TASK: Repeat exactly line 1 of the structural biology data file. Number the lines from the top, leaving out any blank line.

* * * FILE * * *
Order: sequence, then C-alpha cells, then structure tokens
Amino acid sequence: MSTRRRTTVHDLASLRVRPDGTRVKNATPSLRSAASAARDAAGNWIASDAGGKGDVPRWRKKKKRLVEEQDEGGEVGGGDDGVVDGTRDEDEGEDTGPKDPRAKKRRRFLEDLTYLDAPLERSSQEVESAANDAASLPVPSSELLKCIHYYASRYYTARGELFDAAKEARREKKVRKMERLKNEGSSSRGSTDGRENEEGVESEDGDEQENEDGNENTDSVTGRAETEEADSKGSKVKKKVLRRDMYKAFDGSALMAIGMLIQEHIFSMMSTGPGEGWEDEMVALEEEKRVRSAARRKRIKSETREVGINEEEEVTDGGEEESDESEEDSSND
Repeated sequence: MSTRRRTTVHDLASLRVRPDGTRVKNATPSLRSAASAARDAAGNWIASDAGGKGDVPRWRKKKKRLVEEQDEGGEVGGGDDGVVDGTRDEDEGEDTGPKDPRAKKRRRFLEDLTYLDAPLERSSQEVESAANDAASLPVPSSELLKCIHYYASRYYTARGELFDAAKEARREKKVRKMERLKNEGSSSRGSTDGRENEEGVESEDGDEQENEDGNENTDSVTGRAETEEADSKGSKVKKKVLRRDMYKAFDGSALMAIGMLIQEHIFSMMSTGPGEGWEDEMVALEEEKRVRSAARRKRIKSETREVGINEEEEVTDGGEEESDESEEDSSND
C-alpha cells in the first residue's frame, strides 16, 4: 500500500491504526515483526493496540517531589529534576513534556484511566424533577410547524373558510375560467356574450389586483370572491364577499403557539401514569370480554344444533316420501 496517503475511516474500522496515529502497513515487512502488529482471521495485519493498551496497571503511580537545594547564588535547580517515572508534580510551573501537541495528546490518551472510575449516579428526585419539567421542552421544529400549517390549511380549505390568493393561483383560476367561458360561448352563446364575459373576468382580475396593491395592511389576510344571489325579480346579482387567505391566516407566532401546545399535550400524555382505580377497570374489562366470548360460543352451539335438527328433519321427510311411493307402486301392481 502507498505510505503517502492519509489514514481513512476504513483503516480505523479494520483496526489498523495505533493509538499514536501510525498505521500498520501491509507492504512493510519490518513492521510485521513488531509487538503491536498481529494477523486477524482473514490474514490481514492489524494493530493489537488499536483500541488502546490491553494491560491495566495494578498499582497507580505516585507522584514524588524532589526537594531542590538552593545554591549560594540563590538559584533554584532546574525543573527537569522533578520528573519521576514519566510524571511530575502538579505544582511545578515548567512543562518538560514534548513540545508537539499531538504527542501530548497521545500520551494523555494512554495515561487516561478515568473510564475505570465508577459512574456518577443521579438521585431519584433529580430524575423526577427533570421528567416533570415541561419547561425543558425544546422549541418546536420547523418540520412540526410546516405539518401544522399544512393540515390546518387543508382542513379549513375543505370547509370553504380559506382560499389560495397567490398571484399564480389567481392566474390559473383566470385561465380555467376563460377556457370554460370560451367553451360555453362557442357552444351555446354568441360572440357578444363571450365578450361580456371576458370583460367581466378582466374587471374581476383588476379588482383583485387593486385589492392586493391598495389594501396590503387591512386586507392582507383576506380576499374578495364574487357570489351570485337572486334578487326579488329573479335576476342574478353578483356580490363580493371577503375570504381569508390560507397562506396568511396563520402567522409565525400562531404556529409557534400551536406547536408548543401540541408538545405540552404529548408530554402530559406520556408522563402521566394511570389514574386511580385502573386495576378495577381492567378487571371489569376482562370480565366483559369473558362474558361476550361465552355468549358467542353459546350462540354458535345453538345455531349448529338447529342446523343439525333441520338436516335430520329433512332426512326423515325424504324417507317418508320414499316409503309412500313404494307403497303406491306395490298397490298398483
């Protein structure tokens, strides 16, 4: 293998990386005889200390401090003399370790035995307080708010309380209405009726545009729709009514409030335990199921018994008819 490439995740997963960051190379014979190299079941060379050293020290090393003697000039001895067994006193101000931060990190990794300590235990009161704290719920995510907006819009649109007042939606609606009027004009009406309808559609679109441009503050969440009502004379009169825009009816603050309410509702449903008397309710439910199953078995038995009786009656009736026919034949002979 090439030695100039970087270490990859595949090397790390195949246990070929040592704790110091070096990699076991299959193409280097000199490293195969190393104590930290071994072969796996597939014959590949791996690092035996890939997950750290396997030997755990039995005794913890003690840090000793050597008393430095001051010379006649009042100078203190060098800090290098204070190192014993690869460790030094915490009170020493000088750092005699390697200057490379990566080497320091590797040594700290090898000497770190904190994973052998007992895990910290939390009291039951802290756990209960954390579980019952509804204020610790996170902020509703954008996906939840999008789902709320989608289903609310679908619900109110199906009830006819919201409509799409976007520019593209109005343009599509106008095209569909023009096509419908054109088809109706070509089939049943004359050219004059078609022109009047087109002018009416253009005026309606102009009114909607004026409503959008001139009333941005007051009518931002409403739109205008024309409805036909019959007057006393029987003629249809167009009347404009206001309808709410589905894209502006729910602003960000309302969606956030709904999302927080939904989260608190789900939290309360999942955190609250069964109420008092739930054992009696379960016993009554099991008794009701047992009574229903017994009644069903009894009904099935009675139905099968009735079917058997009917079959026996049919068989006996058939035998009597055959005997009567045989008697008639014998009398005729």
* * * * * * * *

Order: sequence, then C-alpha cells, then structure tokens